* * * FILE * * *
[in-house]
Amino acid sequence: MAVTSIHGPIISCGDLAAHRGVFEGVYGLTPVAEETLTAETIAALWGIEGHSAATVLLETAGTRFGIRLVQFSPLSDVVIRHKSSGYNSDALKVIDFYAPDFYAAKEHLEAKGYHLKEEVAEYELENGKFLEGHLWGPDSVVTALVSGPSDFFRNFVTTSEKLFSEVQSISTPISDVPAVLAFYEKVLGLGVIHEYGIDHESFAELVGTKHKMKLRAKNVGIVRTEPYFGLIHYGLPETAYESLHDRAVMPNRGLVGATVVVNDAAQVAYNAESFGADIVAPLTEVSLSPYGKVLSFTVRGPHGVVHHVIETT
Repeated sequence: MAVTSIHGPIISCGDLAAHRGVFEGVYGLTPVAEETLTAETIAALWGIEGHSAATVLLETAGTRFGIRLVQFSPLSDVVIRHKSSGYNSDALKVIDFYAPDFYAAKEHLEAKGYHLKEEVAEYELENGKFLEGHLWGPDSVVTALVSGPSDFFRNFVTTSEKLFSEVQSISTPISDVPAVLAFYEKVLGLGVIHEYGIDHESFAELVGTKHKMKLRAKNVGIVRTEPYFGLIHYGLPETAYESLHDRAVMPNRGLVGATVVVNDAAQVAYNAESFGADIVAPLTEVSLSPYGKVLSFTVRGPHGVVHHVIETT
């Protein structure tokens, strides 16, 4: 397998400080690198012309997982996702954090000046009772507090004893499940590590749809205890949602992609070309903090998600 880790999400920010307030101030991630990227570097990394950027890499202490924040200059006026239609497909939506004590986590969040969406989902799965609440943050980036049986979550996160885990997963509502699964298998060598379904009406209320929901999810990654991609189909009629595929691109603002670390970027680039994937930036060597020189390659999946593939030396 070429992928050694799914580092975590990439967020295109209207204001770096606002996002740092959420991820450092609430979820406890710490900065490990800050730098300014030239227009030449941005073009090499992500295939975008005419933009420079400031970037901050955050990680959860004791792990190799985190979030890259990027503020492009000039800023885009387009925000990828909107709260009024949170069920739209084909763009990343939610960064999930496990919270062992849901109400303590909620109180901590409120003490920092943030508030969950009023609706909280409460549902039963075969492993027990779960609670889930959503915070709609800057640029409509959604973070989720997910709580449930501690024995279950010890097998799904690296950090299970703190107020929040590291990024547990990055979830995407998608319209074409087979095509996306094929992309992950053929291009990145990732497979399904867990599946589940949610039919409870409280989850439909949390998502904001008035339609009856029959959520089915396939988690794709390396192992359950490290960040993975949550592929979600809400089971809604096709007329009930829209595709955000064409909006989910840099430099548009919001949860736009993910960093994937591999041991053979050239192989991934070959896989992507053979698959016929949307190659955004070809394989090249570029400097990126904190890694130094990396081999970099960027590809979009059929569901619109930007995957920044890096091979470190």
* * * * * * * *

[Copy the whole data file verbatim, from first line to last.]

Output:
[in-house]
Amino acid sequence: MAVTSIHGPIISCGDLAAHRGVFEGVYGLTPVAEETLTAETIAALWGIEGHSAATVLLETAGTRFGIRLVQFSPLSDVVIRHKSSGYNSDALKVIDFYAPDFYAAKEHLEAKGYHLKEEVAEYELENGKFLEGHLWGPDSVVTALVSGPSDFFRNFVTTSEKLFSEVQSISTPISDVPAVLAFYEKVLGLGVIHEYGIDHESFAELVGTKHKMKLRAKNVGIVRTEPYFGLIHYGLPETAYESLHDRAVMPNRGLVGATVVVNDAAQVAYNAESFGADIVAPLTEVSLSPYGKVLSFTVRGPHGVVHHVIETT
Repeated sequence: MAVTSIHGPIISCGDLAAHRGVFEGVYGLTPVAEETLTAETIAALWGIEGHSAATVLLETAGTRFGIRLVQFSPLSDVVIRHKSSGYNSDALKVIDFYAPDFYAAKEHLEAKGYHLKEEVAEYELENGKFLEGHLWGPDSVVTALVSGPSDFFRNFVTTSEKLFSEVQSISTPISDVPAVLAFYEKVLGLGVIHEYGIDHESFAELVGTKHKMKLRAKNVGIVRTEPYFGLIHYGLPETAYESLHDRAVMPNRGLVGATVVVNDAAQVAYNAESFGADIVAPLTEVSLSPYGKVLSFTVRGPHGVVHHVIETT
């Protein structure tokens, strides 16, 4: 397998400080690198012309997982996702954090000046009772507090004893499940590590749809205890949602992609070309903090998600 880790999400920010307030101030991630990227570097990394950027890499202490924040200059006026239609497909939506004590986590969040969406989902799965609440943050980036049986979550996160885990997963509502699964298998060598379904009406209320929901999810990654991609189909009629595929691109603002670390970027680039994937930036060597020189390659999946593939030396 070429992928050694799914580092975590990439967020295109209207204001770096606002996002740092959420991820450092609430979820406890710490900065490990800050730098300014030239227009030449941005073009090499992500295939975008005419933009420079400031970037901050955050990680959860004791792990190799985190979030890259990027503020492009000039800023885009387009925000990828909107709260009024949170069920739209084909763009990343939610960064999930496990919270062992849901109400303590909620109180901590409120003490920092943030508030969950009023609706909280409460549902039963075969492993027990779960609670889930959503915070709609800057640029409509959604973070989720997910709580449930501690024995279950010890097998799904690296950090299970703190107020929040590291990024547990990055979830995407998608319209074409087979095509996306094929992309992950053929291009990145990732497979399904867990599946589940949610039919409870409280989850439909949390998502904001008035339609009856029959959520089915396939988690794709390396192992359950490290960040993975949550592929979600809400089971809604096709007329009930829209595709955000064409909006989910840099430099548009919001949860736009993910960093994937591999041991053979050239192989991934070959896989992507053979698959016929949307190659955004070809394989090249570029400097990126904190890694130094990396081999970099960027590809979009059929569901619109930007995957920044890096091979470190």